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Payday for Adelphia Fraud Victims

Adelphia Communications fraud victims: Your day has finally come.

Shortly after Adelphia’s four-year odyssey through the bankruptcy courts ended when its fifth plan of reorganization was approved Feb. 13, the federal government said it received more than $530 million from the company that it will distribute to victims of the cable operator’s fraud.

Adelphia filed for Chapter 11 bankruptcy protection in June 2002 after an accounting scandal by its founding Rigas family sent the cable operator into a tailspin.

In July 2004, former Adelphia chairman John Rigas and his son, former chief financial officer Timothy Rigas, were convicted on several counts of fraud and conspiracy in a scheme the government said bilked the company out of billions of dollars for the Rigases’ personal gain. The Rigases were sentenced to 15 years and 20 years in federal prison, respectively. They are appealing those convictions.

Adelphia agreed to sell its cable assets to Time Warner and Comcast in April 2005 for $17.4 billion in cash and stock in Time Warner Cable.

Adelphia agreed in 2005 to forfeit about $715 million to the government to distribute to victims of the Rigas fraud as part of a nonprosecution agreement the company reached with the government.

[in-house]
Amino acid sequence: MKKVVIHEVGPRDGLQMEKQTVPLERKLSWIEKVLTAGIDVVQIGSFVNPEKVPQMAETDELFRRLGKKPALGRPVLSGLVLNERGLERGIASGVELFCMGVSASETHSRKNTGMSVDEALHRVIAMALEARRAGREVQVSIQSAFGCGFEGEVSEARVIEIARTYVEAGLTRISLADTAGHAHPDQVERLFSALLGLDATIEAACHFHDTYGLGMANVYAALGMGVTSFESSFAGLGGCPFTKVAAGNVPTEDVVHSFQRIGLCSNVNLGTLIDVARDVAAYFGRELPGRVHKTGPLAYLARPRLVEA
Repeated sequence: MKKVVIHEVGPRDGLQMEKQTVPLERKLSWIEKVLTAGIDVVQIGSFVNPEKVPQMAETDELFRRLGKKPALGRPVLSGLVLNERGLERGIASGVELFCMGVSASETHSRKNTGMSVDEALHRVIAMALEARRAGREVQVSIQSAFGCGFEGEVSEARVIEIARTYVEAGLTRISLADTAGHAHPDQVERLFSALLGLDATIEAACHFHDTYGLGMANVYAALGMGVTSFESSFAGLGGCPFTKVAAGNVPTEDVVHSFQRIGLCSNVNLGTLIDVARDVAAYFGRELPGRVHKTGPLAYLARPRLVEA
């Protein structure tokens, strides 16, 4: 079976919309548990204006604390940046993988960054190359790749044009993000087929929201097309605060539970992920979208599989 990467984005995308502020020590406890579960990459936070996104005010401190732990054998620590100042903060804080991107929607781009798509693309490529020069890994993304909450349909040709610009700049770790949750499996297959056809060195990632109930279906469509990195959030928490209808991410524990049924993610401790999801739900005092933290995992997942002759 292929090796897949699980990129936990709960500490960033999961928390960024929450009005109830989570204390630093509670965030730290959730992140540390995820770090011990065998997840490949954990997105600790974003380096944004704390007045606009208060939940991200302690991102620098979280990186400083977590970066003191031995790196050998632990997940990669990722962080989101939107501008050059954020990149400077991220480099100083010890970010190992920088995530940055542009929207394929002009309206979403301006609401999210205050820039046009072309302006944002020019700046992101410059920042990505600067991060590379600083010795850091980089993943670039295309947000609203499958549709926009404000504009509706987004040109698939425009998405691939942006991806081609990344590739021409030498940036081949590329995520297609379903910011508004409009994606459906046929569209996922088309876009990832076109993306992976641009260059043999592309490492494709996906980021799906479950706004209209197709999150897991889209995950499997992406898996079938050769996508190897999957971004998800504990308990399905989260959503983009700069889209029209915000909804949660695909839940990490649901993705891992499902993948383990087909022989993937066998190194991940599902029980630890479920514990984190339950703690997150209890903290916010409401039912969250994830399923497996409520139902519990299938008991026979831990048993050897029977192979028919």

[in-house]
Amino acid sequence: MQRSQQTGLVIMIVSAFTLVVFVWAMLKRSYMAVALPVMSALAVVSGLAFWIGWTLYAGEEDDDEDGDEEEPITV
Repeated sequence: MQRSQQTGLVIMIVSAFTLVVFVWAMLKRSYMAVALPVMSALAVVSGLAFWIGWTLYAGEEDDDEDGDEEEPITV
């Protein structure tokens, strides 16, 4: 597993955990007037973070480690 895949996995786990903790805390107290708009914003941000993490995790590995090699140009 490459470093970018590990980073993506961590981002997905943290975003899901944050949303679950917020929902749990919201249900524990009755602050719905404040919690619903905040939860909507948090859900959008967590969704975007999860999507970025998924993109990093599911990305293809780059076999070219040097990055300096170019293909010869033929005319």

In a press release Feb. 23, U.S. Attorney for the Southern District of New York Michael Garcia said the government has already received $200 million in cash and 9.5 million shares of Time Warner Cable stock valued at $332 million. About 60 days from that date, Adelphia will make a second distribution of Time Warner Cable shares to the government, bringing the total value of the stock transferred to about $400 million.

An additional $115 million will be provided as an interest in a litigation trust to be funded by Adelphia for certain claims. And an additional $70 million collected by the Securities and Exchange Commission in related civil actions will be distributed to victims.

Because of the large number of potential victims, the U.S. Attorney has appointed former Securities and Exchange Commission chairman Richard Breeden as special master to identify and notify potential victims, verify and process petitions and recommend pro rata distribution to the U.S. Attorney General.

According to the press release, potential victims and other interested persons may obtain further information by calling 1-866-446-4884, or by logging on to the Adelphia Victim Fund Web site. Both the hotline and the Web site were established exclusively for the Adelphia case.